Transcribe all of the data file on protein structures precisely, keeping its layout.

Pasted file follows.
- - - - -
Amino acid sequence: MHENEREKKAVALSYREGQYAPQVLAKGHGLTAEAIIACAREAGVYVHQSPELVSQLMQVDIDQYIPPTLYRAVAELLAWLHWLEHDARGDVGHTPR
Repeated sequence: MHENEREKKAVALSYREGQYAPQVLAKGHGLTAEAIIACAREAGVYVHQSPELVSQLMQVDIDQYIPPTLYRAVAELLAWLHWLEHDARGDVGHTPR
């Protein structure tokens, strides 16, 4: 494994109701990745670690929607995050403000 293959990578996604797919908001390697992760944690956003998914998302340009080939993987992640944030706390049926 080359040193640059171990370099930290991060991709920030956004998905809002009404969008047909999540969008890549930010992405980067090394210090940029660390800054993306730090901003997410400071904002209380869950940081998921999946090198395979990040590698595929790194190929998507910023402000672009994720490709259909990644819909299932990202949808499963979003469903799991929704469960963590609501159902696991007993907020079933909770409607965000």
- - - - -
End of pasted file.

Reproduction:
Amino acid sequence: MHENEREKKAVALSYREGQYAPQVLAKGHGLTAEAIIACAREAGVYVHQSPELVSQLMQVDIDQYIPPTLYRAVAELLAWLHWLEHDARGDVGHTPR
Repeated sequence: MHENEREKKAVALSYREGQYAPQVLAKGHGLTAEAIIACAREAGVYVHQSPELVSQLMQVDIDQYIPPTLYRAVAELLAWLHWLEHDARGDVGHTPR
């Protein structure tokens, strides 16, 4: 494994109701990745670690929607995050403000 293959990578996604797919908001390697992760944690956003998914998302340009080939993987992640944030706390049926 080359040193640059171990370099930290991060991709920030956004998905809002009404969008047909999540969008890549930010992405980067090394210090940029660390800054993306730090901003997410400071904002209380869950940081998921999946090198395979990040590698595929790194190929998507910023402000672009994720490709259909990644819909299932990202949808499963979003469903799991929704469960963590609501159902696991007993907020079933909770409607965000």